(Un)Covered: I Won’t Say (I’m in Love)

Meg and the Muses vs Cheetah Girls By | November 16, 2016 at 1:00 PM

“I Won’t Say I’m in Love”
Writers: Alan Menken, David Zippel
Original Release Date: May 27, 1997

Hercules is an underrated Disney movie and more people need to appreciate this scrawny dude’s transformation from zero to hero. But also, let’s give a shout out to Herc’s love interest Meg who is all sorts of awesome.

In this scene, Meg is refusing to admit that she has a thing for a (literal) Greek god, and, like any self-respecting lady in a Disney movie, decides to sing about it. Accompanied by the five Muses who made it into the movie (in classic mythology, there are traditionally nine of these ladies), Meg pours out her emotions, alternating between fantasizing about how delightful it would be to be loved by Herc, and stomping her foot in anger at the very thought. It has a fifties doo-wop vibe to it, especially with the Muses’ harmonizing, and I dare you not to grab the nearest hairbrush and do your best diva impression. The best part is the very end when Meg finally, reluctantly, admits that maybe she does have a thing for Hunkules, because it’s so sweet. Naturally, that’s right when Hades shows up again and bursts her bubble, reminding her that she’s working for him…but let’s focus on the ship-py feels I get from this scene instead. I know the movie veers away from the mythology (where Hercules ends up killing Megara in a fit of madness) but in doing so, Disney gave me one of my favorite couples so I can’t be too mad.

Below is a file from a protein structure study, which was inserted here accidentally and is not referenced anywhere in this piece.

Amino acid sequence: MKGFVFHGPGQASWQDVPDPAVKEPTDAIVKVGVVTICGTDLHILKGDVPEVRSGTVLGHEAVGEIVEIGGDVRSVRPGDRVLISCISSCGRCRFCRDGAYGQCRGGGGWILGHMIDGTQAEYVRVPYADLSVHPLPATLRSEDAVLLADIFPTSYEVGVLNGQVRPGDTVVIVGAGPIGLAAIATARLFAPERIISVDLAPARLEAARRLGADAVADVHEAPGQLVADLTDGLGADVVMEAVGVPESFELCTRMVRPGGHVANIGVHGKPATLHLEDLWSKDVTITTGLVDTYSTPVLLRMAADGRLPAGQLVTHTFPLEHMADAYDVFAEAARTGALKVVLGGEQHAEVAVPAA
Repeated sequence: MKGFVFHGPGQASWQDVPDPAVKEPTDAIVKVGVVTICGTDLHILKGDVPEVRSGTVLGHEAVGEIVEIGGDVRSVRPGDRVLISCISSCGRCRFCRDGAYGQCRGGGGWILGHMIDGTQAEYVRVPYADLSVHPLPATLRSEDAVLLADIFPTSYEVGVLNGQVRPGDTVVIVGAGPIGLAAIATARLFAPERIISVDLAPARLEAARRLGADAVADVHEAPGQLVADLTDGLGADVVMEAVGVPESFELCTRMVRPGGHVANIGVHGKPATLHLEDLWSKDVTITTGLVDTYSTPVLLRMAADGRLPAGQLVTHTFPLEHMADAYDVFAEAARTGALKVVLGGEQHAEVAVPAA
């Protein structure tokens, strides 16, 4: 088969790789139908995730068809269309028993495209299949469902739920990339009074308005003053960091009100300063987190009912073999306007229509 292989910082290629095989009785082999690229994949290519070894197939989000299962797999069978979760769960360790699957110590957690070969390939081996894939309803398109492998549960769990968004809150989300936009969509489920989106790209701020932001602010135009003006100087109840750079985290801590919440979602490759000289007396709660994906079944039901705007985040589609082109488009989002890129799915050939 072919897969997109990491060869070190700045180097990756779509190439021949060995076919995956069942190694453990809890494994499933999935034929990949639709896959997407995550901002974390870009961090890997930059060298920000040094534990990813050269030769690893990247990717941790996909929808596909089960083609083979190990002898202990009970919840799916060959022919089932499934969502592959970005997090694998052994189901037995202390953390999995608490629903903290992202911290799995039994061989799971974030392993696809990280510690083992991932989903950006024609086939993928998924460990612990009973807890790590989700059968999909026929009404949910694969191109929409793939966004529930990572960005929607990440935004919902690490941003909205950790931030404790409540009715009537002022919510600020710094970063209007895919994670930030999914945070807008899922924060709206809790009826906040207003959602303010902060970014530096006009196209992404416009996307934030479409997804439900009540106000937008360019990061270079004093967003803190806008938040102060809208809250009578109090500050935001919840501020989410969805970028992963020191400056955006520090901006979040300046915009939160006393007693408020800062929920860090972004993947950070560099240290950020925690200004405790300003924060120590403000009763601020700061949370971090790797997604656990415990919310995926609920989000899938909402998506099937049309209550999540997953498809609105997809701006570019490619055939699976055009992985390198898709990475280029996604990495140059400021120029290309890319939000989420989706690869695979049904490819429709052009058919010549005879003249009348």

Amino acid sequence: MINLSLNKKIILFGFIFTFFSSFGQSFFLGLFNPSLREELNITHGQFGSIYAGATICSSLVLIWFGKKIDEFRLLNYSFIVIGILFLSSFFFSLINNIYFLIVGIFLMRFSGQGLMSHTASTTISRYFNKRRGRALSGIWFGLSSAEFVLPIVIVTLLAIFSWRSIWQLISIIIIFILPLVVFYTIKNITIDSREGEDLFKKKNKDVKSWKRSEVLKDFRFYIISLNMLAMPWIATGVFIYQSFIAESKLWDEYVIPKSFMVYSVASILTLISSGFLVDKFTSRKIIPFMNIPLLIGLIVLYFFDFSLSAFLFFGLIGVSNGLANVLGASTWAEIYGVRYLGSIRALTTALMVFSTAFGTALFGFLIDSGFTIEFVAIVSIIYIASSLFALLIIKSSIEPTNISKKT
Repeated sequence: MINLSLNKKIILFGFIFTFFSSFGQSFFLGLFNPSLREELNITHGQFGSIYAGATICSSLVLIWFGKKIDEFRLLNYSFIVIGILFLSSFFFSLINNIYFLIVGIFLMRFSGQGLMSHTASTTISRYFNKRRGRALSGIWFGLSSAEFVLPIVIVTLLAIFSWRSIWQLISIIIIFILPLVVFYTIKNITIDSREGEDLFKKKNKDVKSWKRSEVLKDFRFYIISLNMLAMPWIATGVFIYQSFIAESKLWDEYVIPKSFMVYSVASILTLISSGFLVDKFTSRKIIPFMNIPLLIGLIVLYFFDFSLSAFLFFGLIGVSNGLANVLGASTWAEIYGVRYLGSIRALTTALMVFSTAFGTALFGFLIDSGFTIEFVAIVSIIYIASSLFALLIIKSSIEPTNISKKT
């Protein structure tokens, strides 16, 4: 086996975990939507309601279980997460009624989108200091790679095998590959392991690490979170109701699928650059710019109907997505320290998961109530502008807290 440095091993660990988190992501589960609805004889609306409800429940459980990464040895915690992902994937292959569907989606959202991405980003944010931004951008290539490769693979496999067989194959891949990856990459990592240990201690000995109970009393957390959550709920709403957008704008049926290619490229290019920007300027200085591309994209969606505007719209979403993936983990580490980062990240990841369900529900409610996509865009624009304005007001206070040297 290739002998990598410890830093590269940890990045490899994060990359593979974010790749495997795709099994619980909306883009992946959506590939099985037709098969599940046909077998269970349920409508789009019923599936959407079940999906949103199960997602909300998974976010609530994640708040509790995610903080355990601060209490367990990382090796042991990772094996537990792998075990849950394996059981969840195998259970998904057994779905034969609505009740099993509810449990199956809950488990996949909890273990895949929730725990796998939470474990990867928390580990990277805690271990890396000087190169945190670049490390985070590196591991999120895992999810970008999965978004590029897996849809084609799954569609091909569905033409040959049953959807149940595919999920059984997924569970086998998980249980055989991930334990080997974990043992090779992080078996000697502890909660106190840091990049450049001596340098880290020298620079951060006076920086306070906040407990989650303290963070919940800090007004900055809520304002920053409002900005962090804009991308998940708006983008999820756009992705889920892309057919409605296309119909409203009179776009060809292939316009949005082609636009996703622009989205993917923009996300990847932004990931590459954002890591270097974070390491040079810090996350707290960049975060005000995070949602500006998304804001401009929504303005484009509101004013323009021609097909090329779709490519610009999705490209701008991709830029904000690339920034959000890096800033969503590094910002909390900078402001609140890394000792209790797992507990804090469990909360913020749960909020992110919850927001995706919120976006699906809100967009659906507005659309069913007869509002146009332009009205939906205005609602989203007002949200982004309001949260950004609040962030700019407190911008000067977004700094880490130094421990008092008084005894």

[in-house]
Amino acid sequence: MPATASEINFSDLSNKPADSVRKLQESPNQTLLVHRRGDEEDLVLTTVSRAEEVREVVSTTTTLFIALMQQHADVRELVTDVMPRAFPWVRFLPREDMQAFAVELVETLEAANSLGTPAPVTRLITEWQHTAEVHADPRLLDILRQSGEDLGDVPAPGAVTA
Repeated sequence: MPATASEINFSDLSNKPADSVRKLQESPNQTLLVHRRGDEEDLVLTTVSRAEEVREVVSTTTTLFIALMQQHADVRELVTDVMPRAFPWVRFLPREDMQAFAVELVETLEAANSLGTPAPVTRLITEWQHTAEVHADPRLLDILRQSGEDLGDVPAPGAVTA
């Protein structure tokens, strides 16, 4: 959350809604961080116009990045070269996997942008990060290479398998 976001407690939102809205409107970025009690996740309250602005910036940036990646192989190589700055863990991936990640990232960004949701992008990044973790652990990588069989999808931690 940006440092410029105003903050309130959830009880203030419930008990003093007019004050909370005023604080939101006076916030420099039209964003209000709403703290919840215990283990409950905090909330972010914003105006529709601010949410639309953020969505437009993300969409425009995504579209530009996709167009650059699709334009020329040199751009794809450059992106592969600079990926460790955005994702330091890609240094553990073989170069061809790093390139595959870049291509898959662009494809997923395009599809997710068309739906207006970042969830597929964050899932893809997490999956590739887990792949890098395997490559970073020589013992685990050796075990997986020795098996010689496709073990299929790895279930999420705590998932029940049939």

The Cheetah Girls slow it down for their version, employing more handclaps and less harmonizing than the Muses. It’d be pretty hard to mess this tune up so it’s still fun, but because their voices are so much higher than Susan Egan (aka Meg), I feel like it lacks the power of the original. You could hear Meg’s frustration at herself and the Muses for even suggesting that she has a thing for Herc, while this version makes it sound like she’s already accepted it and is just feigning ignorance. This version also plays up the “pop” aspect of the song, making it sound more radio-friendly for contemporary times (by “contemporary”, I mean 1997 when the movie came out), while the original has an older, classic R&B sound that never really goes out of style (like Meg’s beautiful purple chiton).

Personally, I prefer the Disney take because I love the movie so much, but if you’re a big girl-group fan, The Cheetah Girls’ version should be right up your alley.

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